I’m not a fan of working vacations. To me, vacations are a necessary respite from the ever-present pressures of everyday life. School is one of those pressures. Accordingly, whenever I go on vacation, I usually leave the textbooks at home.
This summer was different. Although I had built vacation time into my study plan, I felt tempted to take a text book along—just this once. One of the courses I’m currently enrolled in is World Literature. Although there is, as you can expect, a lot of reading for this course, the type of reading is more conducive to travel than other courses. For my initial readings of the literature, I don’t need to take notes, so it is pure reading, with just me and the text.
I always pack reading material for travel anyway, so it made sense to pack the text from my World Literature course. I anticipated the readings would be both pleasant and productive. The textbook was compact, roughly 9″ x 6 ½” x 1″, but a bit hefty at 2 lbs. It fit snugly in my carry-on bag.
Our summer vacation would take us to several destinations over two weeks. That meant lots of time spent in airports and in flight. Lots of potential reading time. I printed out the reading list for unit 4 of the course. Then, optimistically, I printed out the reading list for unit 5. I felt excited about taking my AU studies with me; with all this reading a two-week vacation would barely put a dent in my study time.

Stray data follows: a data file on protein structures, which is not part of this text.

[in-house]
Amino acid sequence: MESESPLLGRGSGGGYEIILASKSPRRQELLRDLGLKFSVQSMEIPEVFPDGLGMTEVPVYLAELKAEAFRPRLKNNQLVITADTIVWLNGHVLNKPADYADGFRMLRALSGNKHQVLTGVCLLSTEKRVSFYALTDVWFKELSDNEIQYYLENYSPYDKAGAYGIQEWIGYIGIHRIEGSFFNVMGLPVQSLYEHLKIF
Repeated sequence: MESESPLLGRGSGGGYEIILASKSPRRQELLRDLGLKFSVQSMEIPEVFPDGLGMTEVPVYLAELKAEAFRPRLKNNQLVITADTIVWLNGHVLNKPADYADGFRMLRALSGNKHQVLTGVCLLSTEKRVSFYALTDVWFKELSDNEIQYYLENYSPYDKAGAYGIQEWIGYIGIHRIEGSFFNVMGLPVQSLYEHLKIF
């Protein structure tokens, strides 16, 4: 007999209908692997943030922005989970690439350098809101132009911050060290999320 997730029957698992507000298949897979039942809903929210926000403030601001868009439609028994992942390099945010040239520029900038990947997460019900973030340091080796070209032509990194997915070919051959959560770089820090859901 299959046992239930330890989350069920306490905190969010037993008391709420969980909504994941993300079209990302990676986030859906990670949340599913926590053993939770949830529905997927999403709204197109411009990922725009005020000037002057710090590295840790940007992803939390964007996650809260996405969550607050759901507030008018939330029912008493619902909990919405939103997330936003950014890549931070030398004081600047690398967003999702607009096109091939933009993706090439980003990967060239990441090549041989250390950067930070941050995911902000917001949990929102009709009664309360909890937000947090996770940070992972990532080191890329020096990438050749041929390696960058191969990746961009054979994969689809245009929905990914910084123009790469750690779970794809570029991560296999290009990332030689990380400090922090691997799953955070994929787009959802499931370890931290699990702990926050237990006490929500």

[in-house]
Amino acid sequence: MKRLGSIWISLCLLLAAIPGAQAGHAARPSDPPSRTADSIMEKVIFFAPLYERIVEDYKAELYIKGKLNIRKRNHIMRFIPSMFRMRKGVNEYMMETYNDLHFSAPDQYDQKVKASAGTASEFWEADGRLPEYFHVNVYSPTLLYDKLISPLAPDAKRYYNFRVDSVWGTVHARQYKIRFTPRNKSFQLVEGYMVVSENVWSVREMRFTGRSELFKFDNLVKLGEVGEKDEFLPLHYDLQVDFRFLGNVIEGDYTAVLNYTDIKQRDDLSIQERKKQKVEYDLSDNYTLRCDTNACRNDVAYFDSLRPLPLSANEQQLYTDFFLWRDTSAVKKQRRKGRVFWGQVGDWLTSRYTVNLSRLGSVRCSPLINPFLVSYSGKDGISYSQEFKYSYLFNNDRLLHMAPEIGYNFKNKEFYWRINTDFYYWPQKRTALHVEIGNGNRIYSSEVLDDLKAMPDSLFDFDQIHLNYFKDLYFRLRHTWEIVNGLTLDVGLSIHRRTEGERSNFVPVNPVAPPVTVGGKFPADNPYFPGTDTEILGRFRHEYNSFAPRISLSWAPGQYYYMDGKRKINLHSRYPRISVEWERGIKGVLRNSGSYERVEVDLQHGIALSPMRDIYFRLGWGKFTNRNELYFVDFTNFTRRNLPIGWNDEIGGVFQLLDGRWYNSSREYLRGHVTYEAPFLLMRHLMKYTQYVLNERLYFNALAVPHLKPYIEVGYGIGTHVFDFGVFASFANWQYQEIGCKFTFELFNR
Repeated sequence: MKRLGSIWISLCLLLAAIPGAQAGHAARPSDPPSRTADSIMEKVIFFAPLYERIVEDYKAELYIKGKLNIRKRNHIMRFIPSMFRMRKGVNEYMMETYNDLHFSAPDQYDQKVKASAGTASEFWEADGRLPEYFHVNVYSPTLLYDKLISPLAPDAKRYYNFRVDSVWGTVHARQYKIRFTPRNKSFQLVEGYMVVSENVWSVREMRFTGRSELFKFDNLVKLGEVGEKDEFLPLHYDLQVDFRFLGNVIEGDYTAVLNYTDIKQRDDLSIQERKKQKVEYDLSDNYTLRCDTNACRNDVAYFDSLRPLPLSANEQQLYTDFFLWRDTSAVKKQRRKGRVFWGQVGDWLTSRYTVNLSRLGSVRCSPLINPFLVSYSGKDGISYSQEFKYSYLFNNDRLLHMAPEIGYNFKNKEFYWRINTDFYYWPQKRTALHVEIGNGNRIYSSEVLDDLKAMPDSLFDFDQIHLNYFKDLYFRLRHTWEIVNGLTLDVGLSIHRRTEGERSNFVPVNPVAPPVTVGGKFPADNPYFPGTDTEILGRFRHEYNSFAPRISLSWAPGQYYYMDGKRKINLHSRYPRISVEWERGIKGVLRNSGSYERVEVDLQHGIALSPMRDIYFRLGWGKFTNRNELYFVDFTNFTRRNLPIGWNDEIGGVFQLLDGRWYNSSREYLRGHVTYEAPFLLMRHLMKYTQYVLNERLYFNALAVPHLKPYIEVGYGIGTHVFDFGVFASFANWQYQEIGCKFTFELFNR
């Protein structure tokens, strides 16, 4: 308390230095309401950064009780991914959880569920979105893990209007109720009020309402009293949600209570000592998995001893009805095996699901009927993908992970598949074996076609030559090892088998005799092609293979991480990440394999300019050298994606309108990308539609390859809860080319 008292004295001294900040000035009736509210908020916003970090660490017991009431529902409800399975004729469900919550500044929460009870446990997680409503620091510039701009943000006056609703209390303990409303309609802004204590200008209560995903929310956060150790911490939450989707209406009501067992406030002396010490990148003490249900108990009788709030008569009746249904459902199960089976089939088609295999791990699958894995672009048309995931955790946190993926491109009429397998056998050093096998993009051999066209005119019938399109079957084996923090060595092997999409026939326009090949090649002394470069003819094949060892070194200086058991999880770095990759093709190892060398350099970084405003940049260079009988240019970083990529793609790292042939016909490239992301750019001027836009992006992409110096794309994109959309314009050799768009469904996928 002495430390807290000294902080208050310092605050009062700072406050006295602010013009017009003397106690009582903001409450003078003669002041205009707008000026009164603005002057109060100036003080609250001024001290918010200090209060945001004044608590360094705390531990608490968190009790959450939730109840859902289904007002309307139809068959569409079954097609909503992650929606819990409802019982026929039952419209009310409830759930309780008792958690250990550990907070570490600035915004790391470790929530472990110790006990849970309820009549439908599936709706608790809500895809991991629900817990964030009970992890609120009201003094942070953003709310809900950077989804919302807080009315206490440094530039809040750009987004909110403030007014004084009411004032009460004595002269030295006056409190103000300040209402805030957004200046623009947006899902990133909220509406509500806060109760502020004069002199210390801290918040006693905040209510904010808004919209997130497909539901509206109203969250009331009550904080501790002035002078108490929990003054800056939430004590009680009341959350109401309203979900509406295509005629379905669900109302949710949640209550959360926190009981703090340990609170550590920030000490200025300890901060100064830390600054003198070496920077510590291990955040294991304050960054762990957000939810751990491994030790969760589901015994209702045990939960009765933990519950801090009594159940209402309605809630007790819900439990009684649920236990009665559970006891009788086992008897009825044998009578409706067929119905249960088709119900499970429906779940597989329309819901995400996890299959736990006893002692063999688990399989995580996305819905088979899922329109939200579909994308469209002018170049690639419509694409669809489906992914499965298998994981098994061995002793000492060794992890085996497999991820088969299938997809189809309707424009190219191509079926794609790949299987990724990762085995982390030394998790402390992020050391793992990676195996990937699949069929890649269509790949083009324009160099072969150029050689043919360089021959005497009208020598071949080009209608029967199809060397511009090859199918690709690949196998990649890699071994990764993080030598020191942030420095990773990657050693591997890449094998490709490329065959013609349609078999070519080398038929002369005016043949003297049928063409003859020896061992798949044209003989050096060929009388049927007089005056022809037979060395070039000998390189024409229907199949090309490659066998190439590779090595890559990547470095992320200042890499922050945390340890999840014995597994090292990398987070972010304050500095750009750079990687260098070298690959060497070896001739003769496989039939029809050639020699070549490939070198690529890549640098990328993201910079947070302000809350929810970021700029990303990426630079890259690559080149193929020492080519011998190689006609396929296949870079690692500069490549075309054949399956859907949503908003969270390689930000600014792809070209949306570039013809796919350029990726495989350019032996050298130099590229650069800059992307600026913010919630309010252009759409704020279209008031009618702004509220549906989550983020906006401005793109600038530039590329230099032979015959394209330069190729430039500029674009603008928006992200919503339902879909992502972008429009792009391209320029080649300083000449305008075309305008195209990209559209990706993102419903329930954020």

Fast forward two weeks. Both me and my textbook arrived home safely, perhaps a little travel worn. The text is a bit bent at the corners from being squeezed in and out of my jam-packed carry-on bag.
Despite the book’s beat-up appearance, I didn’t get as much reading done as I expected. I found airports too noisy and distracting to concentrate on ancient writings like those of Homer and Sophocles. I did get some reading done on flights. In the end, though, I barely got through half the readings for unit 4, and I expect I’ll have to re-read them.
Travelling with a textbook was a worthwhile experiment. I know some students take their textbooks along with them everywhere—to coffee shops, cruises, and even the beach. That’s one of the benefits of taking AU courses: the ability to study anywhere.
For me, my best studying happens in a quiet, familiar environment, which usually means at my desk at home. I’m glad I took my textbook on vacation and tried to study on the go. I might take a text travelling again. But now I know I can’t depend on making too much course progress away from home. For me, the distractions of travel just don’t leave much time or inclination for textbooks.
Did you take a textbook travelling this summer? Share your experience travelling with textbook at firstname.lastname@example.org.
Barbara Lehtiniemi is a writer, photographer, and AU student. She lives on a windswept rural road in Eastern Ontario.